Consider the following sentence:

Il n'est pas difficile de comprendre pourquoi le samedi est ma journée favorite.

According to me if one removes the de before comprendre the sentence should still read properly. It would still be grammatically correct, I think, if written as:

Il n'est pas difficile comprendre pourquoi le samedi est ma journée favorite.

Is there some rule governing this? I've come across several such sentences. As far my knowledge is concerned, I have only come across using the partitive article for talking about countries and food.

  • « Le chat de Lucas », there is another case for "de". In our case, it's "Il est difficile de" vs "Il est difficile à", which depends on the following sentence (abstract ou person). – Larme Apr 11 '16 at 13:43
  • Add-on question: Why is it okay to use Il est... here? Should it not be C'est... when using être and an adjective like in this sentence ? – Aerovistae Apr 12 '16 at 2:25
  • @Aerovistae: I remember answering this in the comments here: french.stackexchange.com/questions/279/…. In such cases il is used as an impersonal pronoun. – Stéphane Gimenez Apr 14 '16 at 11:26

The word "de" in French is used for many different things that have nothing in common most of the time -- you should not try to look for a common sense between these usages. In particular it "de" can be used to introduce a description.

Here your problem seems to be the difference between these two sentences for example:

Il est bon d'être chez soi. (It is good being at home)

Être chez soi est bon. (Being at home is good)

In one case you have "de" ("d'" here) and in another you have nothing. In the first sentence "bon" is a vague notion that is detailed by a description: "d'être chez soi", whereas in the second we use "Être chez soi" as the subject so "bon" doesn't need more details.

In your example, "difficile" is detailed by a long description: "de comprendre (...)", it is the same mechanics. It works even when you infinitive is used for describing something that is not an adjective:

J'enrage de m'être trompé -> I am angry I made a mistake

Some differents examples that work the same way (translations are done fast, I don't guarantee they are good):

Tu essaies d'être à l'heure -> You try to be on time

Nous sommes remplis de l'espoir de gagner -> We are filled with the hope to win

Vous êtes déçus d'avoir perdu -> You are disappointed to have lost

  • I don't think this answered the question. See my edit to the question for clarity and perhaps you can help me see if I'm wrong. – Aerovistae Apr 12 '16 at 2:22
  • edited so the answer is more clear. – Anne Aunyme Apr 14 '16 at 8:26

By the way, your sentence:

Il n'est pas difficile de comprendre pourquoi le samedi est ma journée favorite.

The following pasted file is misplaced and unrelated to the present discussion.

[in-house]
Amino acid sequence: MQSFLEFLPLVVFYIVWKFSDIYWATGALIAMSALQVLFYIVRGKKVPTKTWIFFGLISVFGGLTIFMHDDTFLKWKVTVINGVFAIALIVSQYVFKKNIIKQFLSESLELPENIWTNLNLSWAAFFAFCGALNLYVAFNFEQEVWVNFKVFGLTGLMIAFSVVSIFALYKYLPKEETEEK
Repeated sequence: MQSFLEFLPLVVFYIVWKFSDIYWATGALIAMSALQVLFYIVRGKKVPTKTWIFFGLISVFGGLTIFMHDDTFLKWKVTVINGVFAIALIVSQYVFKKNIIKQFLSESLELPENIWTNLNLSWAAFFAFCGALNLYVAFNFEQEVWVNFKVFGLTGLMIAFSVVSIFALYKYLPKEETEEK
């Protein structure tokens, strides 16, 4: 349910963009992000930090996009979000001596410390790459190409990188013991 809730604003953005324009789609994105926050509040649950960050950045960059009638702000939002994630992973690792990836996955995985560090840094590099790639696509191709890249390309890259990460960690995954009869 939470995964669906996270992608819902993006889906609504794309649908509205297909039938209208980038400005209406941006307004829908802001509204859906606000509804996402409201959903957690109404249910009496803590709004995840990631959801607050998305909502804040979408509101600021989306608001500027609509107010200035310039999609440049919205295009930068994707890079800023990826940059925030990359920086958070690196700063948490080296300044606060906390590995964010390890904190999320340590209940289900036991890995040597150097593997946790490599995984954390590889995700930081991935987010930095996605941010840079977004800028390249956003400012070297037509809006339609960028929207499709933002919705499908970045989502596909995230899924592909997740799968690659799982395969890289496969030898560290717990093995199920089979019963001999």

is translated this way in English:

It's not hard to understand why Saturday is my favourite day.

In this case, removing de would be exactly the same mistake as removing to in the English version:

It's not hard understand why Saturday is my favourite day.

  • 2
    I don't think this adequately answers the question. Clearly the OP has noticed that there are cases where the infinitive can be used without de, where the English equivalent would still include the word to. You're making it appear like the French de and English to are used in precisely the same types of sentence, which is not the case. E.g. je veux être vs I want to be. If it were exactly the same mistake, then the former would be incorrect. – JBentley Apr 11 '16 at 18:21
  • All right, I didn't mean precisely that "de" means "to" in all cases, I just meant that removing "de" in that sentence was just like removing "to" in the english translation: adjective+to+verb in English is translated by adjective+de+verbe in French, that's just what I meant... – BBBreiz Apr 11 '16 at 21:39
  • By the way, if you really want to remove "de", you can, but you have to "shuffle" the words a bit: – BBBreiz Apr 11 '16 at 22:25
  • Comprendre pourquoi le samedi est ma journée favorite n'est pas difficle. – BBBreiz Apr 11 '16 at 22:26
  • @BBBreiz "to be" is a bad example actually, it's not "I want to be", but "I want to be" - "to" is actually part of the verb "to be" / "être" (infinitive). – Mathieu Guindon Apr 11 '16 at 23:18

"de" followed by an infinitive usually just means "to + verb". Of course, "de" has other purposes (e.g. property "le chat de ma tante"), but they're usually not followed by an infinitive.

As other posters have mentioned, there are many different uses of "de" in French. To address your question specifically:

"de" is used in an impersonal form : Il est facile de + infinitif

Il est facile de se perdre = It's easy to get lost.

Il est facile de comprendre l'anglais = It's easy to understand English.

There is also "à":

"à" is used when it introduces a complement to facile

Quelque chose/ Quelqu'un est facile à + infinitif

L'anglais est facile à comprendre -> English is easy to understand.

John est facile à comprendre -> John is easy to understand.

Source: WordReference thread (I've adapted the answer a bit to better fit your question. The answer refers to facile (simple, easy) but it works exactly the same as difficile (difficult))

So if you're talking about impersonal and general things (It is...), you would use difficile + de.

If you're talking about specific things or want to emphasize something, you use Thing/Person est difficile à...

  • Welcome to stack exchange! – Aerovistae Apr 12 '16 at 2:24

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